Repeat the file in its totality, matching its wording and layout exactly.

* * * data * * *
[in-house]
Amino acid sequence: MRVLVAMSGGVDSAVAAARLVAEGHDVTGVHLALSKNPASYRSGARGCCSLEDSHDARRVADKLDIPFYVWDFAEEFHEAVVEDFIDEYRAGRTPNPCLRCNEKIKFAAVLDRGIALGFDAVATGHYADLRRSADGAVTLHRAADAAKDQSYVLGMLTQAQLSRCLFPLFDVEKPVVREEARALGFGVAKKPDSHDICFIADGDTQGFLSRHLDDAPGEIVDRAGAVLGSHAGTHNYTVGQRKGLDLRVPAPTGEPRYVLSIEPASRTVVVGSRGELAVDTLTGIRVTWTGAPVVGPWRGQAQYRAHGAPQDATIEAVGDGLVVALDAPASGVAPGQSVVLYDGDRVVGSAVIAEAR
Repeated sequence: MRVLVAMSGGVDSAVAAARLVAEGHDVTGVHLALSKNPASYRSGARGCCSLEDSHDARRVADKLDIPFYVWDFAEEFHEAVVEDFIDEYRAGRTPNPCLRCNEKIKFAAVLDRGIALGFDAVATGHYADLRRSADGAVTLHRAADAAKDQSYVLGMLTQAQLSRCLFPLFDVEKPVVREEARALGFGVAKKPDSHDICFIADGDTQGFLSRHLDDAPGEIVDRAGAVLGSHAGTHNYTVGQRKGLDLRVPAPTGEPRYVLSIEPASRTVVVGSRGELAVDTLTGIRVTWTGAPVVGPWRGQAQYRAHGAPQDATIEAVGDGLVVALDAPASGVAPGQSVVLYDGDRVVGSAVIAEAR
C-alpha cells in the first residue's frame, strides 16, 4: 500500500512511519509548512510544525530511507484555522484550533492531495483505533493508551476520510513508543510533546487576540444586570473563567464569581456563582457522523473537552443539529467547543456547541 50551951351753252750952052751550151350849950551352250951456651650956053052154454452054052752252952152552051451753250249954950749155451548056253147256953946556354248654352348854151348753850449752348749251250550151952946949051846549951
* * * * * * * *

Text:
[in-house]
Amino acid sequence: MRVLVAMSGGVDSAVAAARLVAEGHDVTGVHLALSKNPASYRSGARGCCSLEDSHDARRVADKLDIPFYVWDFAEEFHEAVVEDFIDEYRAGRTPNPCLRCNEKIKFAAVLDRGIALGFDAVATGHYADLRRSADGAVTLHRAADAAKDQSYVLGMLTQAQLSRCLFPLFDVEKPVVREEARALGFGVAKKPDSHDICFIADGDTQGFLSRHLDDAPGEIVDRAGAVLGSHAGTHNYTVGQRKGLDLRVPAPTGEPRYVLSIEPASRTVVVGSRGELAVDTLTGIRVTWTGAPVVGPWRGQAQYRAHGAPQDATIEAVGDGLVVALDAPASGVAPGQSVVLYDGDRVVGSAVIAEAR
Repeated sequence: MRVLVAMSGGVDSAVAAARLVAEGHDVTGVHLALSKNPASYRSGARGCCSLEDSHDARRVADKLDIPFYVWDFAEEFHEAVVEDFIDEYRAGRTPNPCLRCNEKIKFAAVLDRGIALGFDAVATGHYADLRRSADGAVTLHRAADAAKDQSYVLGMLTQAQLSRCLFPLFDVEKPVVREEARALGFGVAKKPDSHDICFIADGDTQGFLSRHLDDAPGEIVDRAGAVLGSHAGTHNYTVGQRKGLDLRVPAPTGEPRYVLSIEPASRTVVVGSRGELAVDTLTGIRVTWTGAPVVGPWRGQAQYRAHGAPQDATIEAVGDGLVVALDAPASGVAPGQSVVLYDGDRVVGSAVIAEAR
C-alpha cells in the first residue's frame, strides 16, 4: 500500500512511519509548512510544525530511507484555522484550533492531495483505533493508551476520510513508543510533546487576540444586570473563567464569581456563582457522523473537552443539529467547543456547541 50551951351753252750952052751550151350849950551352250951456651650956053052154454452054052752252952152552051451753250249954950749155451548056253147256953946556354248654352348854151348753850449752348749251250550151952946949051846549951